the last apple

I had a delightful weekend enjoying the autumn at my parents house. The horse chesnut tree had dropped all it’s conkers but I climbed it anyway, swinging from the branches as the harvest went on below me.


A single apple remained on the apple tree so we claimed it before it fell to the ground and was carted off by the ants.

It’s time my kids learnt how to climb trees and it’s also time that they learnt how to play conkers, since it’s looking increasingly like it will be banned in the UK when they start school. Madness. We strung a few up and I took my best one to work this morning; it’s now a one’er after quickly dismissing it’s first opponent. Challenge me if you dare.

A book bought by my Mother at the local library provided this:

If I could be an architect
I’d draw up new designs
With ears and tails and curly bits
Not angles, corners, lines,
And then, instead of boring flats
And houses shaped like boxes,
We’d live in brick sheep, tiger towns
And rows of terraced foxes.

It’s from If Only by Richard Edwards, a children’s book of short poems along with ink illustrations by Alison Claire Darke. Mothers seem to be a running theme on this blog lately.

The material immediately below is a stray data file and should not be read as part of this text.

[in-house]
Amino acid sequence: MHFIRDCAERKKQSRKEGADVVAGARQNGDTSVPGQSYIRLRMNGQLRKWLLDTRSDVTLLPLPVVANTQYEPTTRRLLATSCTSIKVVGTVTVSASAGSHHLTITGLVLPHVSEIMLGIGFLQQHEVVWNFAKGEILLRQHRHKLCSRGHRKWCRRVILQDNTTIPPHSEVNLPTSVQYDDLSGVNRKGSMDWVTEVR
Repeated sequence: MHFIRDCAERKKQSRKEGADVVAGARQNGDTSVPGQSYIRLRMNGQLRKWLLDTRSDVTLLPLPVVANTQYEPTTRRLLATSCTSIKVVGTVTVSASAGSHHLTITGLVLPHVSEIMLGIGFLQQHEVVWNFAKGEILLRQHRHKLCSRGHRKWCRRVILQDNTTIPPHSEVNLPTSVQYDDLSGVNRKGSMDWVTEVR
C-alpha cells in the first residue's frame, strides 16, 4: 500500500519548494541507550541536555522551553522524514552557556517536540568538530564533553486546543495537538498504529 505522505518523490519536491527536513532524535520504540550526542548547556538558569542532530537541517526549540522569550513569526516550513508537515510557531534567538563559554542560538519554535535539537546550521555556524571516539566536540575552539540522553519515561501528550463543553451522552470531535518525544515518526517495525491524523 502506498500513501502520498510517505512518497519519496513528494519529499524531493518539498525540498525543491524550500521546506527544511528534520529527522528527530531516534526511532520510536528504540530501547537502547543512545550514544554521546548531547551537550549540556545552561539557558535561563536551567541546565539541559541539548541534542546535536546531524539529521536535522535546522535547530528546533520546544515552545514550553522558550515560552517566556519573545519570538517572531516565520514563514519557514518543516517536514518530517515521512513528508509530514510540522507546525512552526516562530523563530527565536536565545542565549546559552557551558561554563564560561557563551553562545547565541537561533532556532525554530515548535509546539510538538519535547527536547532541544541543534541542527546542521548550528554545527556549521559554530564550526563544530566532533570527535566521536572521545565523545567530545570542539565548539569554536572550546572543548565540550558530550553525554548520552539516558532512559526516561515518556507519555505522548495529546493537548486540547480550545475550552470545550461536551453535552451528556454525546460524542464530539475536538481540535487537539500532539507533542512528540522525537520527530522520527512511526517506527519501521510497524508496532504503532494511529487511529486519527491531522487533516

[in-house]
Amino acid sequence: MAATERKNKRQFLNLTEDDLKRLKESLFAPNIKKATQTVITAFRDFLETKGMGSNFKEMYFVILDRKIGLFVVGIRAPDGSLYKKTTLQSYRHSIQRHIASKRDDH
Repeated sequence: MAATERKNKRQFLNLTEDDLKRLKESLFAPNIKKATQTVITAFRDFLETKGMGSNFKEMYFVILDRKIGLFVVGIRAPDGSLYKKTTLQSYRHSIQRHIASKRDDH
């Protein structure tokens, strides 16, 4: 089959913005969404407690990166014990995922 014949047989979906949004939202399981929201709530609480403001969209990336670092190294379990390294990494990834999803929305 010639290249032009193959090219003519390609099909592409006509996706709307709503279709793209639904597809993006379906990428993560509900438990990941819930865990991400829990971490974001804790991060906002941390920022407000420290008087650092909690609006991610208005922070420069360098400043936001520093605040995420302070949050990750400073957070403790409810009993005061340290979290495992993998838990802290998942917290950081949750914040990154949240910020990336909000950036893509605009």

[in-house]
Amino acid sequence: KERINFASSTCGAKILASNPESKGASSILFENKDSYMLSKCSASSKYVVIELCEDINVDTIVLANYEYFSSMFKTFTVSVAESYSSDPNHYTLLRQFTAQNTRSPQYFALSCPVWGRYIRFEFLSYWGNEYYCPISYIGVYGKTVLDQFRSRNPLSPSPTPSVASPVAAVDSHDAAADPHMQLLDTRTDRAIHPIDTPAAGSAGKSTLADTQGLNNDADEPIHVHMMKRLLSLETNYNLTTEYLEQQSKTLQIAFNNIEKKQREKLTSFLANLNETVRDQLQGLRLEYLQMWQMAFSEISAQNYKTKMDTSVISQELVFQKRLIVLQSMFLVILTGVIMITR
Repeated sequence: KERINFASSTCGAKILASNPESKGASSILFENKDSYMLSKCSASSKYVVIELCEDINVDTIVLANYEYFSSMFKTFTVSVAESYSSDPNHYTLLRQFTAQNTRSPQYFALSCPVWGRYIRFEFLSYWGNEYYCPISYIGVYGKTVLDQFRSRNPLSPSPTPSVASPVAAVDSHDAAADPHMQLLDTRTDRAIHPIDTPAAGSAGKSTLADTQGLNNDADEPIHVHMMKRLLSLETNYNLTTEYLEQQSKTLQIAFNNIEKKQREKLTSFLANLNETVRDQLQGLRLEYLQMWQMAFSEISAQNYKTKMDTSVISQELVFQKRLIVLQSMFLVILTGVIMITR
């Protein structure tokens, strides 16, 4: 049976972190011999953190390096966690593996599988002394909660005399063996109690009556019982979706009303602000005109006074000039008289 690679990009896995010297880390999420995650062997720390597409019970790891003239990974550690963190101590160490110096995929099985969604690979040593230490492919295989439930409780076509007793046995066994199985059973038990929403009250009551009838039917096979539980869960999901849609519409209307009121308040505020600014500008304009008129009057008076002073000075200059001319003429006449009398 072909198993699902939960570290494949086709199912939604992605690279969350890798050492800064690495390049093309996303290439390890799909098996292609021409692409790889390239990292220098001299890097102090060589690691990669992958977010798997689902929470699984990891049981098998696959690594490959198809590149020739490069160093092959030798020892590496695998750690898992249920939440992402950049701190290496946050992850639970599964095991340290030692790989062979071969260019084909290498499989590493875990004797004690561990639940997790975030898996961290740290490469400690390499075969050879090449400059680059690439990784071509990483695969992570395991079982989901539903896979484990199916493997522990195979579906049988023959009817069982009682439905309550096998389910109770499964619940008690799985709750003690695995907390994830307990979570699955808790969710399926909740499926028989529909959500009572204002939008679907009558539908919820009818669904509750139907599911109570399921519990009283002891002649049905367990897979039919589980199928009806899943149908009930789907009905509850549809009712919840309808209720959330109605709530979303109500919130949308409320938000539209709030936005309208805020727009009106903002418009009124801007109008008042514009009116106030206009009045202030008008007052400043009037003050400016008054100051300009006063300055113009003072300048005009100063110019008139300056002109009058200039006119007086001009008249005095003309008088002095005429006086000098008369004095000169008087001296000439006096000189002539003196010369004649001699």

Craft has also been a theme of late, and this will continue in my next entry. This is merely an intermission, typed to pass the time as I record (ahem) the Radio 3 program about pottery and ceramics I heard on Sunday evening as I drove around Ironbridge in the dark, completely failing to find the hotel that was hosting Matthew’s wedding reception (sorry Matt!).

It’s an interview with Edmund de Waal about his career as a potter. The whole interview is brimming with Ideas and it crosses many of the fields of thought that I’ve journeyed across here over the last few months. I shall transcribe my favourite bits and post them over the next few days. In the meantime go and have a listen via the BBC’s ‘listen again’ feature.

When I’ve finished the typography course I think I shall take up pottery.

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